As silly as it may sound, I’ve never felt more like a “reporter” than I did just a few weeks ago. When I found myself outside the back of Houston’s Post HTX venue awaiting an escort through the dark hallways and disheveled staircases of the relic of a bygone era that is the eerie former Downtown post office, I teemed with both eager anticipation and focused attention to detail.

In this case, my escort was a headlamp-clad Thomas Mumford, and he was taking me to the upstairs corridor to view the recording of a music video for his new indie pop meets synth rock band, Veso Vega, for which he plays bass. That music video would ultimately become what you see here in “Beaches,” premiering for the first time right now on FPH.

I was invited to come watch the surreal shoot by the bands leader and vocalist Cory Sinclair, also known by his solo project, Hescher. He was joined in the shoot by other fellow band mates Chris Landry on drums and fellow sonic architect Omar Al-Bochi on keys and guitar, who also wrote the arrangement for the song.

The video, shot with help from Director of Photography and longtime collaborator Alejandro Sescosse, features the four performing in front of a projected image of a beach, using a mixture of a silhouetted shot of the whole band overlaid with dissolving cuts of close-ups of each member. Interspersed throughout are also wide, birds-eye drone shots of various western-Galveston beaches.

“It is supposed to appear on face very traditional, just a band performing in front of a beach, but of course it’s not actually a traditional beach,” Sinclair explains. “I wanted it to lack any geographical context, like it could be any beach, but importantly it was still in fact a Texas beach.”

What made the shoot particularly intriguing, however, was that it was filmed in front of Threshold, the interactive, video-wall visual art installation created by visual artist Lina Dib and technical designer Taylor Knapps for display at Day for Night just this past year. The piece features a projection of a beach (Surfside beach just due south of town, to be exact) that responds to the presence, motion, and sound of what’s around it through the creation of artificial “waves” on the image.

In fact, it was filmed entirely in the same space that the installation resided in during the festival, with assistance from the artists throughout the shoot to alter its appearance and behavior uniquely for the video.

The song itself, coupled with the fantastical nature of Lina’s piece that one might not describe as just a beach but rather the memory of a beach, is meant to evoke the contrast present in feelings of limerence, or a feeling of intense love or adoration that is not necessarily reciprocated.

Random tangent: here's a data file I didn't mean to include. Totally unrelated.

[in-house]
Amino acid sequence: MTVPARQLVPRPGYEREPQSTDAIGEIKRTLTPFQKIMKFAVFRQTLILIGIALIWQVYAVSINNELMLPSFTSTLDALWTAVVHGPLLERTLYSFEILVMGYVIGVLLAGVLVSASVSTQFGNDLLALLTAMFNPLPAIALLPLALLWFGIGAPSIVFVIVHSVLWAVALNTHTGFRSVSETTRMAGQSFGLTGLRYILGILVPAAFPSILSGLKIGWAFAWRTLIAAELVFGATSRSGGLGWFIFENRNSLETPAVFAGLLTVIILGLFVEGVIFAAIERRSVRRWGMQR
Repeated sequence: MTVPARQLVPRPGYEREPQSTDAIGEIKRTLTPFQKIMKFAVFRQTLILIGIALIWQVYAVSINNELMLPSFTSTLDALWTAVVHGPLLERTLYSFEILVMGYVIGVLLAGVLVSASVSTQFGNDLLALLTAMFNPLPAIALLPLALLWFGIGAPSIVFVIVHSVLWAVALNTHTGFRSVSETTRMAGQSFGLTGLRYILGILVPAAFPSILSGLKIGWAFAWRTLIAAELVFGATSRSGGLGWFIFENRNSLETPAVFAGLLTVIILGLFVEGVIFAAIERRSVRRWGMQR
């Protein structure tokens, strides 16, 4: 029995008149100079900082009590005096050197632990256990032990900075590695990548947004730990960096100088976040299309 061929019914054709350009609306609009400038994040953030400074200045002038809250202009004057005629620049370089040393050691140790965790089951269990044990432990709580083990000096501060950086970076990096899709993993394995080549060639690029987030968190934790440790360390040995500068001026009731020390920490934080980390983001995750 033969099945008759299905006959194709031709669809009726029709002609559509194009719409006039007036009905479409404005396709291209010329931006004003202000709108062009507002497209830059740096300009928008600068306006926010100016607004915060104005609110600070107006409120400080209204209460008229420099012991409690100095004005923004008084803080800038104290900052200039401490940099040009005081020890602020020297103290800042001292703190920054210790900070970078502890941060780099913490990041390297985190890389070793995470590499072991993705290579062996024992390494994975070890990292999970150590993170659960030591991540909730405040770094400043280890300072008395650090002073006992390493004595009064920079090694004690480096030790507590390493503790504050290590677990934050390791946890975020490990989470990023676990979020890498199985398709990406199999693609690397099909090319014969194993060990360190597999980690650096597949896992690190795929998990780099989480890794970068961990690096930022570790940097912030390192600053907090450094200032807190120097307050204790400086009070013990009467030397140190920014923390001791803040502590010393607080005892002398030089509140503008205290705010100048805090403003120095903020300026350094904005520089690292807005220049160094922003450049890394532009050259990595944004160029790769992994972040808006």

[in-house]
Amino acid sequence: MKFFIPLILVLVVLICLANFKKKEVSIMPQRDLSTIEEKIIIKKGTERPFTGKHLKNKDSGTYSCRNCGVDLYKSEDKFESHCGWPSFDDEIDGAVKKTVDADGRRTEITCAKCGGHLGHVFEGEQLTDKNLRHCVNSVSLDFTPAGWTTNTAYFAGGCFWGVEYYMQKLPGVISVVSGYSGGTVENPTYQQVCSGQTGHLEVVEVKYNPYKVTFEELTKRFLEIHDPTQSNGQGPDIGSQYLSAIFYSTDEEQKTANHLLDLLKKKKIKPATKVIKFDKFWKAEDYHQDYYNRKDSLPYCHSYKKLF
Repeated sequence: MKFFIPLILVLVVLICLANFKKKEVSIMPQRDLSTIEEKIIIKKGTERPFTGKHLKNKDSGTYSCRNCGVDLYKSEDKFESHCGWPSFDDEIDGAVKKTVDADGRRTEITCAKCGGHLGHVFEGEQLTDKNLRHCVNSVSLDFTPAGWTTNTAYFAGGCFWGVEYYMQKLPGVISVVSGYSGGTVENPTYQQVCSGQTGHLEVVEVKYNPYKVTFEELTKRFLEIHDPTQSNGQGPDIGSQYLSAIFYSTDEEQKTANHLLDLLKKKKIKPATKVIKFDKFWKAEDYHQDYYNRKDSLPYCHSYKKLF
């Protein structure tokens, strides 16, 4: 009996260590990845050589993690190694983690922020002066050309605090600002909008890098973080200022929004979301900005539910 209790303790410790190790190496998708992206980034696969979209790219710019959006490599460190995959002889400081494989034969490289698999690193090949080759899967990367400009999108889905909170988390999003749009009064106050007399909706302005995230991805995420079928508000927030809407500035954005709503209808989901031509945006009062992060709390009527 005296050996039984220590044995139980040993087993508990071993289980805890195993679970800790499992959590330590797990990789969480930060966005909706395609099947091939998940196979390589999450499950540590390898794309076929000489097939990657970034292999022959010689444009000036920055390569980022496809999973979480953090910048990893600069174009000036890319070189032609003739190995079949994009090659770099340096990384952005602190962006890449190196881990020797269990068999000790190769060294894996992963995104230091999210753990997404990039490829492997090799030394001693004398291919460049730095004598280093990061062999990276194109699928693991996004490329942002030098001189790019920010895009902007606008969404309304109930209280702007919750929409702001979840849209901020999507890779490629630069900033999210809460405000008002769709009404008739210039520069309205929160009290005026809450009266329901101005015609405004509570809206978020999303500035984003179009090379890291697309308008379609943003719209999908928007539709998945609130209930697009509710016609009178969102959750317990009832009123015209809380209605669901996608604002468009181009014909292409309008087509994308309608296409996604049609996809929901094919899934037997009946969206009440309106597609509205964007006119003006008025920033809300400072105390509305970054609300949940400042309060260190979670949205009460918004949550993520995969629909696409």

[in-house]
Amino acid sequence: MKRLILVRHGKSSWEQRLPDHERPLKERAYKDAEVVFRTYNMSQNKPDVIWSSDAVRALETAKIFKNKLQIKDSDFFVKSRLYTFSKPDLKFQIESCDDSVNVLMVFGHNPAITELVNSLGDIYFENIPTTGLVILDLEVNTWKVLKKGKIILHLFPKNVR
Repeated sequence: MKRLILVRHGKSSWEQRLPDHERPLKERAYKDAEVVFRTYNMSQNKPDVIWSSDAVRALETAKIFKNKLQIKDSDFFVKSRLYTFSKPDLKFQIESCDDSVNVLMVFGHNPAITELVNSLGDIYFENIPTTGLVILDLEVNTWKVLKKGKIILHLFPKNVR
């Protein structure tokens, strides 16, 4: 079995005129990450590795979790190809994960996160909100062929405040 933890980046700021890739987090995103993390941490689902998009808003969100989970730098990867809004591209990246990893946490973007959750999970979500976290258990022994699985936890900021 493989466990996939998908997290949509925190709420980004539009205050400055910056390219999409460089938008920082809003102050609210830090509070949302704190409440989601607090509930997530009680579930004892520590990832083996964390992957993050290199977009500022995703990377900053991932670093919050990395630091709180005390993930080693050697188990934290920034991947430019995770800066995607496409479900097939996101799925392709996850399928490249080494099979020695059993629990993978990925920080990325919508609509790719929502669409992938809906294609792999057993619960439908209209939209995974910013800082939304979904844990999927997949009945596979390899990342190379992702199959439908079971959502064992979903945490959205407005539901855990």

“There is beauty and joy present in the song and the video, but simultaneously there is this sadness and longing present in both the lyrics and the music itself,” Sinclair expresses to me. “I think we often trick ourselves into believing this is the right thing or the righteous thing. In that way, many relationships can be so one-sided. There is a beauty in adoring something from afar, but also such sadness.”

Al-Bochi agrees with the sentiment almost verbatim, but also goes a step further in how he perceives the significance of working with Dib and Knapps. “[working with] Threshold brings a strong relationship to our work as well,” he adds. “It’s our hometown in the video, and we’ve known the artists for quite some time. Also, the emphasis of technology, I think aligns with our philosophy as a band very well.”

The artists made the decision to work with Cory after seeing him perform as Hescher in the Neon Garden concert series at Axelrad. “It wasn’t only the music, but more importantly the way he moves through space that sold me on the project,” Dib tells me. “I have always loved having dancers perform in my work, so it was very exciting to have another opportunity to do something like that.”

While the screen built specifically for the piece still lives in its original place affixed to the brick wall of the post office, Threshold does not intend to stay there forever. According to Knapps, the artists are waiting to get final confirmation on an appearance at the International Degrowth Conference in Malmö, Sweden in August before finding a resting place a little closer to home when it is moved to the Galveston Arts Center in November.

As for the bands future, they don’t see it as anything new outwardly, but rather a new approach for themselves. “We’ve been performing many of these songs as Hescher for a while now,” Sinclair admits. “Now, for the first time it feels like we’re finally recognizing this as something that we’re doing together. Something that we can all take ownership of.”

With that mindset, the band intends to keep on the grind after their grand reveal. “After Madness on Main, we’re gonna lock ourselves in a studio for a few months and just record,” he says. “We have another song that’s even more electronic, and sort of sultry, that we’re gonna try and release in a few months, and then hopefully after that an EP or an album out by the end of the year.”

When asked what the band had in store for their main stage debut this weekend for the 5th annual Madness on Main Music Festival at White Oak Music Hall, Sinclair posits that it will seem familiar to many.

“It will be a lot like the Hescher show many saw at Day For Night,” he says, explaining that the DFN show was actually sort of a Veso Vega show disguised as a Hescher show. “We are going to get people sweaty, and happy, and just a little sad.”

“But we are gonna fucking bring it so hard.”

Check out the music video for “Beaches” right here on before anywhere else, and stop by Madness on Main this Saturday, June 9 to see Veso Vega perform alongside 20+ other bands, live art, handcrafted wares, and good eats. The event is all ages and tickets start at just $20.